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FiaCKS AFTEK OFFICIAL HOURS.I…

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RAILWAY TRAFFIC RETURNS FOR…

LATEST MARKETS. ---+-----

SOUTH TIDE TABLE.

CHECKS CASUALTIES.

SWANSEA BAY SIGNALLING STATION.

VESSELS SIGNALLED AT THE LIZARD.

:\10VE:\IE:\TS OF LOCAL VESSELS.

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STATE OF TRADE.I

LETTER BY THE REV. D. HOWELL.

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THE STEAMER LOST OFF PORTHCAWL.…

THE WRECK OF THE AGNES JACK.…

THE BRECONSHIRE OUTRAGE. .

THE MUMBLES LIFEBOAT DISASTER.…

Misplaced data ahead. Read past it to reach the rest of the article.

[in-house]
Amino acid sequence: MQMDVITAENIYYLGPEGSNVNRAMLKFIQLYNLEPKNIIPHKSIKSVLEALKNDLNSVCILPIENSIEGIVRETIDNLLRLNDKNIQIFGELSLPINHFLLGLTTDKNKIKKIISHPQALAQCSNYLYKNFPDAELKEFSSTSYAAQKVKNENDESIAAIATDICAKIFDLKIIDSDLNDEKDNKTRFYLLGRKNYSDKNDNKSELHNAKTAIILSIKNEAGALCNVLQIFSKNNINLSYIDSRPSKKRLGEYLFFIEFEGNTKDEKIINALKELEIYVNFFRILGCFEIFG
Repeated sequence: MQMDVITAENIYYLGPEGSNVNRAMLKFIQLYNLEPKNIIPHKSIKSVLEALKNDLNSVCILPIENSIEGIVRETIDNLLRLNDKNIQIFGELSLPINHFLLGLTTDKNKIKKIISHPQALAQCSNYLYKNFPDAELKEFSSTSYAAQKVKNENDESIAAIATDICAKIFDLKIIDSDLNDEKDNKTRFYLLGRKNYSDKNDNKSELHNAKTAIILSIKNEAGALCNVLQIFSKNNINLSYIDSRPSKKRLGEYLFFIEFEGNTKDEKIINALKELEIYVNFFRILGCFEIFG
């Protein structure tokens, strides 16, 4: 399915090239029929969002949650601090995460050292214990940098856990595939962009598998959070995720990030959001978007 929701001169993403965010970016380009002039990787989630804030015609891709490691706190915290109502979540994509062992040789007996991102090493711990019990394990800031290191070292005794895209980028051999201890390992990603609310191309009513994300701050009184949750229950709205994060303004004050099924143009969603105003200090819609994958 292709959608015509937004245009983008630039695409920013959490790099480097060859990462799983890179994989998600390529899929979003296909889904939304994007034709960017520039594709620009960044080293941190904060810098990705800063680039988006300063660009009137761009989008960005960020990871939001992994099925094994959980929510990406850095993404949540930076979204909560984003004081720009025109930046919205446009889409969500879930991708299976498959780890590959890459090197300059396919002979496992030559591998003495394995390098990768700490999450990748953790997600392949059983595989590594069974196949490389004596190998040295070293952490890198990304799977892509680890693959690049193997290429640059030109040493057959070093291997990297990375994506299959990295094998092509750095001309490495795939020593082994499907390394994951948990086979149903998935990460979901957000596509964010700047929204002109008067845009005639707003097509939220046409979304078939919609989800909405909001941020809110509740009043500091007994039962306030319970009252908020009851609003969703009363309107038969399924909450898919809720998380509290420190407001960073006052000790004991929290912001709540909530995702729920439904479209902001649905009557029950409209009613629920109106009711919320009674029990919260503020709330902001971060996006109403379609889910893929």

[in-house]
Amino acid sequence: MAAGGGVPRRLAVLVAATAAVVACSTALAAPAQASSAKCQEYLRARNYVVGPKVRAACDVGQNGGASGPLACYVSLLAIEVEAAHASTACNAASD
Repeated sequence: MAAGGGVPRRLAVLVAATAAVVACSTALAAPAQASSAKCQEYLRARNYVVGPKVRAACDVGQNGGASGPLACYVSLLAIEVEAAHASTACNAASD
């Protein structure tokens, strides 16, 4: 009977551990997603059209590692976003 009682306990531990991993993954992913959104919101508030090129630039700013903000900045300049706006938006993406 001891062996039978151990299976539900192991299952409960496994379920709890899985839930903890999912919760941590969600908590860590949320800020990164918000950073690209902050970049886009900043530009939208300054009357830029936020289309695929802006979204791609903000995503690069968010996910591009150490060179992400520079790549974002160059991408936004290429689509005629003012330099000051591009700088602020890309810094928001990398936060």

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THE MUMBLES LIFE- BOAT DISASTER. RESUMED INQUEST. Mr Coroner Stuck resumed an inquest at the Mermaid Hotel, Mumbles, Swansea, on Tuesday evening, upon the bodies of John Jenkins and Wm. Jenkins, two members of the lifeboat crew wrecked on Saturday, and also on the body ef John Auguste Kehberg, carpenter of the vessel Admiral Prinz Adalbert, which stranded near the Mumbles Lighthouse on the same day. Captain La Primandaye, of the Royal National Lifeboat Institution, and Mr Young, the local secretary, were present. Abraham Ace, the Mumbles Lighthouse-keeper, said that about nine o'clock on Saturday morning lie saw the Admiral Prinz Adalbert coming up the Channel, apparently unmanageable. At this time a steam tug was playing about" her. He could not say whether the tug was fast to the stumer when he first saw them, but at half-past nine they were certainly not connected. At tins time the vessel was half a mile from the Mixer, and he felt positive that she would strike, as she was drifting. Everything was then got ready for the purpose of saving life. He saw the captain let his anchor go at 20 minutes past ten, the vessel then being dose in under Lhe Mumbles Head. The two topsails were up with the object of backing the ship, but shs struck upon the Mumbles K'jck. Witness then immediately saw the lifeboat come out from one of thf Sounds. Judging from tha position of the ship, he thought there was great danger of the crew being washed overboard. She could not ha.ve been in greater danger. The sea was breaking over the ship very high there was a. tremendous ground sea, on, a.nd she bumped a. good deal. The mast fell over the side to the eastward on the rock. Witness sav/ a. Una between the lifeboat and the ship, s-nd noticed two men endeavour to leave the vessel by that means. .A. tremendously hca\'y sea thell went right over the barque and the boat, turning the latter over. She righted herself, a.nd as soon as the spray cleared away, witness saw one man alongside of her and tha others in the sea. and on the rocks. He did not see any men actually in the lifeboat after she It-id capsized. She then went through the. "g\ltter" \vith this one ill::m beside her, he beinsr entangled. There were, lie thought, four or five of the lifeboat men on the rocks, and they walked to the lighthouse when the tide receded. Uf in the water, witness, his two daughters, and an artHIeryHtan, saved two by heaving a rope to them. Another man, William Jenkins, caught hold of a line which was thrown to him, but he failed to retain his grip. Witness saw the body of John Jenkins floating in the water. The lifeboat drifted through the Sound and sbpned close to the steps by which the lighthouse rock is ascended. The tug which witness saw near the barque left her an hour before -:ho sLruck, of this he was positive. The tug did not appear to take any notice whatever of the vessel. Witness saw one rocket fired from the apparatus, but it failed to reach the ship. He did not know where the rocket apparatus was fired from. It could have been taken on to the lighthouse rock in a. boat. He believed all did their utuiust to save life. He considered that after the mast went over the crew of the vessel would have been safer on board than in the lifeboat. The tide was then receding. In reply to Mr Young, the witness said that the captain of the tug could have greatly assisted the lifeboat by passing a rope to her. In reply to a juryman, witness said that the msn thrown out of the lifeboat were anoat for 10 minutes. The artillerymen behaved bravely. There was no foundation for the report which placed their conduct in another light. Their was no telegraphic communication between the lighthouse and Mumbles village. John Thomas Bredger, Mumbles, one of the crew of the lifeboat, said that, after being knocked out of the boat, he swam out to sea, being afraid of the He heard someone say, "Haul In the rope," and, upon looking round and seeing that the boat had righted herself, he re- turned, and again got in her. Shortly afterwards she was struck by a second sea. Ho was again knocked cut, and a sacond time back to the boat. He then laid hold of her, and so remained till he was rescued by a soldier. When he went out in the lifeboat he saw the tug Flying Scud to I the windward of the vessel. A man on board the tug held up a rope to them, but one of the crew of the lifeboat said, Don't attend to that; you have got enough to do to look after your oar. He could not say how far oS the tug was ? at that time. By a Juryman Had the steamer passed a rope to the lifeboat, the crew might have been saved. Captain R.)-'scr, owner of the Flying Scud, re- marked that the strain tug was bound to go ahead, and had she given a rope to the lifeboat she would have pulled her away, and removed the chance of her saving life. Wm. Harvey, master of the Flying Scud steam tug, said that just at break of day on Saturday ha sa.v/ two barques hove too, about five miles from PwMdu. Ho went to the bigger one, the Admiral Prinz Adalbert. The captain said he was bound for Swansea, to which witness replied, "Hard up, and follow me, and you will get in this tide- This occurred between t:even and eight o'clock. The captain gave orders in accordance with witness's advice, the foresail, foro;;tay-sail, and jib being set to keep the ship av. ay. Finding the ship did not keep away, witness turned round and asked the captain why he did not run up after him, to which he replied that his hchn was hard up al! the time. The ship, however, would not pny off at alt. Witness again wont away, and seeing the ship did not follow, turned a second time, when he saw the captain beckoning him. The latter said, "Will you pull myship'a bow round?" To which witness said, Yes, on condition I will tow your bow round for JE500." The captain then directed his crew to give witnesa a rope, and one of seven inches was thrown to him. They then went a-head, but the ropo parted after they had gone over t'.vo or three seas. A rope of 13 inches was then handed to him, and they pro- ceeded along, but the second rope also bruke after they had experienced four or 6 ve seas. The ship then drifted on towards the land. The rope on board the tug was a small and short one, which it was no use to give to the vessel. The sea was very high. Witness, seeing that he could do no more, blew his whistle, ran up to the Mumbles Head, and signalled for the lifeboat. Ho then returned to the vessel, and drifted up with her close to her stern. He saw the two anchors let go, and observed the vessel strike her stern swing- ing round on to the Mumbles Head. The Srst blow unshippcd the rudder. Witness saw the lifeboat come out, and one of his men held up a rope to the lifeboat, but no notice was taken of it. He considered that the lifeboat ought not to have gone where she was, considering the t-ea. The inquiry w.(h again adjourned. At a meeting held at the Mumbles Schoolroom, on Monday evening, the Vicar of Oystermouth m the chair, .6170 was collected on behalf of the sufferers from ths calamity. It was also decided to ask the local banks to receive subscriptions. Ceorge Jenkius is still alive, but lies in a criti- cal state. It appears from what transpired at to ask the local banks to receive subscriptions. Ceorge Jenkius is still alive, but lies in a criti- cal state. It appears from what transpired at the inquest on Tuesday that some statement has been made in a Swansea paper attributing want of courage to two artillerymen at the Mumbles. It sliould be understood that there is no founda- tion whatever for the aspersion.